Perhaps art is too intent on completion. Life, after all, is unfinished.
Because of the way I write, time and space can appear jerky. In my poems there is frequently a disjointed, fragmentary and collaged quality. This is because of my pre-occupation with visual and mental conflicts in art. Anything can be combined in a poem; there is even a place for blandness when coupled with a sharp tongue.

The whole of art, for me, is a quarrel, a feud, a vendetta, a scrimmage, a brabble and a fight. In my poems, the line is the battlefield. The way a line reacts to the one below itself or the one above is where the drama of the poem lies. The time factor often changes in these poems.

Where one line might speak of a brief moment in our contemporary world, its partner below or to its side could refer to an event several centuries earlier. Within the space of half a line, the places alluded to in my poems can also change – from ordinary, parochial settings to far-flung locations unknown to me. There is an unavoidable parallel between how I build a poem and the way that I construct a painting.

Fabian Peake (b. Rustington, 1942) studied painting at Chelsea School of Art and at the Royal College of Art. He taught as a teacher and lecturer for many years in British art schools; and as a visiting lecturer in art departments in America. He works in a range of media, largely based around painting, and has shown in numerous exhibitions in Great Britain, Europe, China, the United States, Mexico and the Dominican Republic. His work is included in private and public collections in Britain, Europe, USA and Mexico.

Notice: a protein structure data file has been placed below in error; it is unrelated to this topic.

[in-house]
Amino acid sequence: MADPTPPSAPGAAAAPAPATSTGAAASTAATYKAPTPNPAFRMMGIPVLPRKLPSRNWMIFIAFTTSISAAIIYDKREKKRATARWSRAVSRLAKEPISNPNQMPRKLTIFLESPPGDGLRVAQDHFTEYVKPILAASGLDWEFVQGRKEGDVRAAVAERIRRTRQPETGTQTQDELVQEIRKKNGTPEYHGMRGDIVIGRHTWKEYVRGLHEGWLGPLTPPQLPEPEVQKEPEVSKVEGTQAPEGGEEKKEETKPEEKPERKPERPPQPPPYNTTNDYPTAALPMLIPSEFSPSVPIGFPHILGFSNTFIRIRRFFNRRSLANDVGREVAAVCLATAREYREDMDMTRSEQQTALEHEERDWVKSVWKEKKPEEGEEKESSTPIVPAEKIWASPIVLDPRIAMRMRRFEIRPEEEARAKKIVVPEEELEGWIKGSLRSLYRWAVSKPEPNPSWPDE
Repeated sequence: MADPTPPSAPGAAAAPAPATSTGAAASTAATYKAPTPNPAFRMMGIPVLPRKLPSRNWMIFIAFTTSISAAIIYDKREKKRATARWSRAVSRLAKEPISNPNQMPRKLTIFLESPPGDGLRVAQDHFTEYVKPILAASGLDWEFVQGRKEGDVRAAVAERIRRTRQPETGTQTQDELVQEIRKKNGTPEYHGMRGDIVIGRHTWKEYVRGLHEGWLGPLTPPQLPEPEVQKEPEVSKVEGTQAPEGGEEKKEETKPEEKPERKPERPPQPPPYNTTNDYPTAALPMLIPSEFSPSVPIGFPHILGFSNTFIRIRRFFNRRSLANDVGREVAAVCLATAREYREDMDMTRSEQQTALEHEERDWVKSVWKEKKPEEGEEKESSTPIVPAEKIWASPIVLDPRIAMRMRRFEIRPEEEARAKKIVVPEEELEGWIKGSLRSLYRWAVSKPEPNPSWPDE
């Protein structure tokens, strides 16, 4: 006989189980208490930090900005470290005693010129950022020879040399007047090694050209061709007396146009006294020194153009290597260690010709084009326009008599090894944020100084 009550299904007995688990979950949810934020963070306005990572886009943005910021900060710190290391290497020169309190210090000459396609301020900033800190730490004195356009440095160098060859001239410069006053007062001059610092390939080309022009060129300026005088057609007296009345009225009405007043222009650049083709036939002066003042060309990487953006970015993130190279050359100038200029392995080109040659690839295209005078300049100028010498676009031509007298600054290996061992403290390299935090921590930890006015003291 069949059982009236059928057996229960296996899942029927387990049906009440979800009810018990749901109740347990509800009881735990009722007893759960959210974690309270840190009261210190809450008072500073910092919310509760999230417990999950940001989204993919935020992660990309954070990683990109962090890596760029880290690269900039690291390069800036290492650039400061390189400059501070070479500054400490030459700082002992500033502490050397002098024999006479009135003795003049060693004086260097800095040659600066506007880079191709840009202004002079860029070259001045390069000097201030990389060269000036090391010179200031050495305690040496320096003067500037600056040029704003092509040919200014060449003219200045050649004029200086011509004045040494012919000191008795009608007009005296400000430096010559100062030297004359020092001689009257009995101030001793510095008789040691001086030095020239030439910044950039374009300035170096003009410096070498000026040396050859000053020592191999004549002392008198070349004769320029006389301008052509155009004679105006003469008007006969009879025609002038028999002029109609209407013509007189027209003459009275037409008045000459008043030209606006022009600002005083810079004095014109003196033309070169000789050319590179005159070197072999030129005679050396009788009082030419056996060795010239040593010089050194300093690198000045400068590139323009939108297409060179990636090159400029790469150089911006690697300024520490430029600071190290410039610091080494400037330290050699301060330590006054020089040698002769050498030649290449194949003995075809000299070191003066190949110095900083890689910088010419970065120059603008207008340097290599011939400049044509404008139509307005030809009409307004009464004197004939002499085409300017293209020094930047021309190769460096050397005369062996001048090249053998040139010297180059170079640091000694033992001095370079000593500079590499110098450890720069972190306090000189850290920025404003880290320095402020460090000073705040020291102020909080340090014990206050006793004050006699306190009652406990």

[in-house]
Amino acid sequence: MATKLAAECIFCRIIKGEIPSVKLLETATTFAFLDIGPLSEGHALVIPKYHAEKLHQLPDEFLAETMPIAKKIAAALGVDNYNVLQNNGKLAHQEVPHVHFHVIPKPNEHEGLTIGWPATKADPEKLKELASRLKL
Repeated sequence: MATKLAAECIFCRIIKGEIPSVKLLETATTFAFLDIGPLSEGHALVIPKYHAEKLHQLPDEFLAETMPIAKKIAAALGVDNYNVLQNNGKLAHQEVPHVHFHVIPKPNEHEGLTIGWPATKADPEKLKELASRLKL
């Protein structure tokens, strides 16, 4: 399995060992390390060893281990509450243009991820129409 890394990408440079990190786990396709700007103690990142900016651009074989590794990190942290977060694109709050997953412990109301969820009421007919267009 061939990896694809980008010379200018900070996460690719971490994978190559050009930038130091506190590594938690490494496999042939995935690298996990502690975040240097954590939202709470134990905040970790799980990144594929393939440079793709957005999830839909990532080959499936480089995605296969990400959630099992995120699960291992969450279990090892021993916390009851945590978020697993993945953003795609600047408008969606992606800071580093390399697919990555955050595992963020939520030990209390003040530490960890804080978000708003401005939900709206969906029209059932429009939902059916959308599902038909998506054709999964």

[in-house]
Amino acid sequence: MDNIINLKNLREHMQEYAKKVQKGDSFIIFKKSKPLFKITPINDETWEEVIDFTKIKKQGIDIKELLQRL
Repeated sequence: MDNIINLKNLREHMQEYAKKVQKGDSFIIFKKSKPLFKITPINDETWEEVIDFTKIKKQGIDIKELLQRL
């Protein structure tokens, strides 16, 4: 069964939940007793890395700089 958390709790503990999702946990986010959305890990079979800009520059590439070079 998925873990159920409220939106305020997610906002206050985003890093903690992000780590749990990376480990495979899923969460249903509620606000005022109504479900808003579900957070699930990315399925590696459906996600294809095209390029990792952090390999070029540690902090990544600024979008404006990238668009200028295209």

Peake also writes poetry and short stories, which have been published in magazines, pamphlets and on the internet (UbuWeb Editions). Poetry readings and talks include Purcell Room, South Bank Centre, London; Dartington Hall Literary Festival, Totnes, Devon; King’s Place, London; The British Library, London; The Old Operating Theatre, London; University of Texas, Dallas; among others. See also


Five poems over five days (30 December 2013 – 3rd January 2014)


Monday – He walks the horizontal ladder (Read by Clover Peake)
Tuesday – Mistake (Read by Stef Hirsch)
Wednesday – Eye (Read by Phyllida Barlow)
Thursday – This Alley (Read by Giovanna Coppola)
Friday – Song Thrush (Read by Patrick Coyle)


Five poems over five days (23–27 January 2012)


Monday – Loose Monk
Tuesday – it took time for the green
Wednesday – Woodcock
Thursday – they they
Friday – that light